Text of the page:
Part I: Introduction
This section provides an overview about the company and [proposed] product or service. If you are researching an existing company, you can search for it in the databases below. If you are creating your own company, try to research other companies that have a similar business or product to your new company. You may not find an exact match.
Part II: Environmental Scanning and SWOT Analysis
For this part, students will conduct research on internal and external environment of the business. For external environment, you may refer to Political, Economic, Socio-Cultural, and Technological and Natural Environment (PESTN) factors that will affect or impact your market entry. For internal environment, these are the company itself, suppliers, customers and other marketing intermediaries. Students need to identify the major ones that will have impact to their proposed product/service. For external environment, researching the industry that the company is part of is very helpful.
News sources for company, industry, product, business environment:
Part III: Market Segmentation, Targeting and Positioning
These are useful points to cover this section:
a) What are the major segmentation variables and which ones will you be using to segment your market? Refer to demographic, psychographic, behavior graphic and geographic segmentation discussion covered in class.
b) Describe how you will determine your target market. Will you have more than one? If so, who are they?
c) Describe your differentiation and positioning strategies. Who are your major competitors? How are you going to be different from these competitors?
d) What is your competitive advantage? Why would your target market buy your product or service?
This web site groups consumers into general categories, with brief descriptions and demographic information. Use the Zip Code Look-Up to get information about consumers in a particular area in both descriptions and graphs. There are three categories of information for consumers; PRIZM, P$YCLE, which describes the financial status of consumers, and ConneXions, which describes the level of technology use and connectivity of consumers. Use Segment Explorer to view descriptions of all of the consumer segments on the web site. Use the links on the left side of the screen to search for consumer groups by age, income, and other categories.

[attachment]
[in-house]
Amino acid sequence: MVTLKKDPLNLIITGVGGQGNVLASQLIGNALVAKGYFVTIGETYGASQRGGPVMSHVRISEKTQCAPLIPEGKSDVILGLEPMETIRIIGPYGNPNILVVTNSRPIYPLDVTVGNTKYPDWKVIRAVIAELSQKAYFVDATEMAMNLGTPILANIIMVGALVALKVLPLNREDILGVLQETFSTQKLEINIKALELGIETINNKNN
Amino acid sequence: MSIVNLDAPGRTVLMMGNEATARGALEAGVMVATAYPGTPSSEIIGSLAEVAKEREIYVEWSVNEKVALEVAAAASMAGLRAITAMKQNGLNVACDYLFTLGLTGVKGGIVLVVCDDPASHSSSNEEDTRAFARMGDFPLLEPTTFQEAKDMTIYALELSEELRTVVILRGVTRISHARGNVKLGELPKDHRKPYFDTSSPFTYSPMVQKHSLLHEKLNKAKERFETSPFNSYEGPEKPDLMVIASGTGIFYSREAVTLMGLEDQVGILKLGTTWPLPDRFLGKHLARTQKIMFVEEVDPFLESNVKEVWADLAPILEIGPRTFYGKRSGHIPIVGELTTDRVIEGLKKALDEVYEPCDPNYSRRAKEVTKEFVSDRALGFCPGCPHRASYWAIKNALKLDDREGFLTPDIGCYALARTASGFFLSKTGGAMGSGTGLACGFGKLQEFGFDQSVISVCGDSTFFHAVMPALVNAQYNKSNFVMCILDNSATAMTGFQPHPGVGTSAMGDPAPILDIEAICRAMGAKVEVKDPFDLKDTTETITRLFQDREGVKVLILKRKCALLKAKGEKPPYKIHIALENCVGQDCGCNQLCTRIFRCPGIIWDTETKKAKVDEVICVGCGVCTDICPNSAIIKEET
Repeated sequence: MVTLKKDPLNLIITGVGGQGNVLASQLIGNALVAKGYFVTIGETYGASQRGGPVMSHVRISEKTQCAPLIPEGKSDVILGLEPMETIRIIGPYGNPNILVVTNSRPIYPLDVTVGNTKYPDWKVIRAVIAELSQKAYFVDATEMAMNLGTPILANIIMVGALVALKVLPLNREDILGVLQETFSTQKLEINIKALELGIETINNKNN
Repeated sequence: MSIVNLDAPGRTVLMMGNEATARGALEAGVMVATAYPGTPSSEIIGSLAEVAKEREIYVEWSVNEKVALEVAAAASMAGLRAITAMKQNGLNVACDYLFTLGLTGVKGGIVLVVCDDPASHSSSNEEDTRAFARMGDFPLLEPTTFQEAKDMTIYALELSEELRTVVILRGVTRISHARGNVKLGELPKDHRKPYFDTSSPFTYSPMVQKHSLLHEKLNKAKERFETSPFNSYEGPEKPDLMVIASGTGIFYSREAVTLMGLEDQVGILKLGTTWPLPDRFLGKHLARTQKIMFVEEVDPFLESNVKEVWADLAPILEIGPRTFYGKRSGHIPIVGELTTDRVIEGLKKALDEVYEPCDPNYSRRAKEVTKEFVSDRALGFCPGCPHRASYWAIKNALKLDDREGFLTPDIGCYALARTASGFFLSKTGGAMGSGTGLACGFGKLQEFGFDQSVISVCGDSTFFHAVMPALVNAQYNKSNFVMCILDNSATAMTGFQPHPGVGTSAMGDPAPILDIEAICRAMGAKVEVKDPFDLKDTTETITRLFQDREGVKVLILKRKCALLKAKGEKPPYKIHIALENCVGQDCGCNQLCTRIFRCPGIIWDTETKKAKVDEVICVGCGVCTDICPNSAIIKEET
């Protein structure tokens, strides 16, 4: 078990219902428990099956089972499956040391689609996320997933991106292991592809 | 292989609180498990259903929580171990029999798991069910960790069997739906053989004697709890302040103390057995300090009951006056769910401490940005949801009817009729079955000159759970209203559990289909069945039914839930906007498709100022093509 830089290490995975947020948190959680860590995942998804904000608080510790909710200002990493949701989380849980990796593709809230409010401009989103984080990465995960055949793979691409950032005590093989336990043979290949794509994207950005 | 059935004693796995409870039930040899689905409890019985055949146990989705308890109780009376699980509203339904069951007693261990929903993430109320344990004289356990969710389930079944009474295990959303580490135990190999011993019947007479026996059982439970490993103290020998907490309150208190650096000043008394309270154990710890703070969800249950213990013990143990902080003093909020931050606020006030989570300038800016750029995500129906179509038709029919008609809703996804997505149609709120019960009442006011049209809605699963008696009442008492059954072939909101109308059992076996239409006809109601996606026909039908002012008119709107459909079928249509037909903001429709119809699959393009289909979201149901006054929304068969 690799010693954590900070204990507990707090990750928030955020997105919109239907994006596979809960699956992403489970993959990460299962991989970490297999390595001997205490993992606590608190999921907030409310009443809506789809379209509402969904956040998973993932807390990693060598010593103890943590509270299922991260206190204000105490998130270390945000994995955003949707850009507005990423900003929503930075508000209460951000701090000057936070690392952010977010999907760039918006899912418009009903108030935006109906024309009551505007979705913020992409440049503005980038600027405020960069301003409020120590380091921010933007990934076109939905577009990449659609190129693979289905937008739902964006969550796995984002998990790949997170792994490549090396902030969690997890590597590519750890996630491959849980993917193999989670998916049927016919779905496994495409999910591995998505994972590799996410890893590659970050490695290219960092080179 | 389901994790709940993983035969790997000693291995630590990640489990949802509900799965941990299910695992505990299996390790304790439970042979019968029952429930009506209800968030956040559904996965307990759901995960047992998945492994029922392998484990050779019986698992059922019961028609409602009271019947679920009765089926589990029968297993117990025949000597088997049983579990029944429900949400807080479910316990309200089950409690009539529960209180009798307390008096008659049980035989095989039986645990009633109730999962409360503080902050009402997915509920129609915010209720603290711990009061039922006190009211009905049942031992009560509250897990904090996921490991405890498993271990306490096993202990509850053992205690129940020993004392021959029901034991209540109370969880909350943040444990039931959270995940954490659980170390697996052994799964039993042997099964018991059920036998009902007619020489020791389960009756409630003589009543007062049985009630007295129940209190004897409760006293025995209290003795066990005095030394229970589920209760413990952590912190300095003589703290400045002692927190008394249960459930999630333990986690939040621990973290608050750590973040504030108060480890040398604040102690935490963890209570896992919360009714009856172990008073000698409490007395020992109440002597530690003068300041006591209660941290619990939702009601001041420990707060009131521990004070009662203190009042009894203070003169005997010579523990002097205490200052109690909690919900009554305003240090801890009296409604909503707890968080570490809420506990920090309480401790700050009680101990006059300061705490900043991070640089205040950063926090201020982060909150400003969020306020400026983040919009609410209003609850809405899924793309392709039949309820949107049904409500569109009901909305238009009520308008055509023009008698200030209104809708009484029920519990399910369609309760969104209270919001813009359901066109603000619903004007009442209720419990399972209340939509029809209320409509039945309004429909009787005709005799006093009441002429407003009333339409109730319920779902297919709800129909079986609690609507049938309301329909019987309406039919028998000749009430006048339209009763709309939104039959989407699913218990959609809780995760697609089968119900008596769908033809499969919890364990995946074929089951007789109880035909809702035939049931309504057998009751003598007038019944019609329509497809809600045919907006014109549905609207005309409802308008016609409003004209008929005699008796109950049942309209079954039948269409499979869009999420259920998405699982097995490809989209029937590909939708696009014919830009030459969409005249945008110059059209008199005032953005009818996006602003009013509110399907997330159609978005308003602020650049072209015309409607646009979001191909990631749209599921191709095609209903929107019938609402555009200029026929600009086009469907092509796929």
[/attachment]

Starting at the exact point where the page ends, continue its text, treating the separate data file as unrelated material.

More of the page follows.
OTHER GOOD SOURCES:
Consumer Expenditure Survey: Bureau of Labor Statistics: US Labor Department
Statistics and reports on consumer expenditures, unemployment rates, and much more.
Experian Marketing Forward Blog: Freely available data, infographics, and reports on consumer behavior and trends.
Pew Research Center
A non-partisan research group that collects and presents data, opinions, and reports on American attitudes, activities, and trends.
Time Use Survey: Bureau of Labor Statistics: US Labor Department
Data on how American consumers use their time.
United Nations Demographic and Social Statistics
Includes information on demographics of countries, income and consumption, and more. Use the pull down menu for Demographic and Social Statistics. Then in each section, click on the Statistics link.
US Census Bureau International Data Base (IDB)
Statistical tables of demographic, and socio-economic data for 227 countries and areas of the world. Select data by country and year, then choose topics by using the pull down menu that says, Select Report.
Citing Your Sources
Whenever you do research, you will need to cite the information sources that you use. Most business scholars use APA style. Here are some tools that can help you with this task:
There are several ways to obtain assistance with your research. Read on!
The School of Management has a library liaison named Penny Scott, and you can contact her for help.
Her contact information is: email: firstname.lastname@example.org * phone: 415-422-5389
It is best to call or email ahead, or make an appointment, to make sure she is available!
If Penny is not available, or any time you need help, you can always get help, just Ask a Librarian!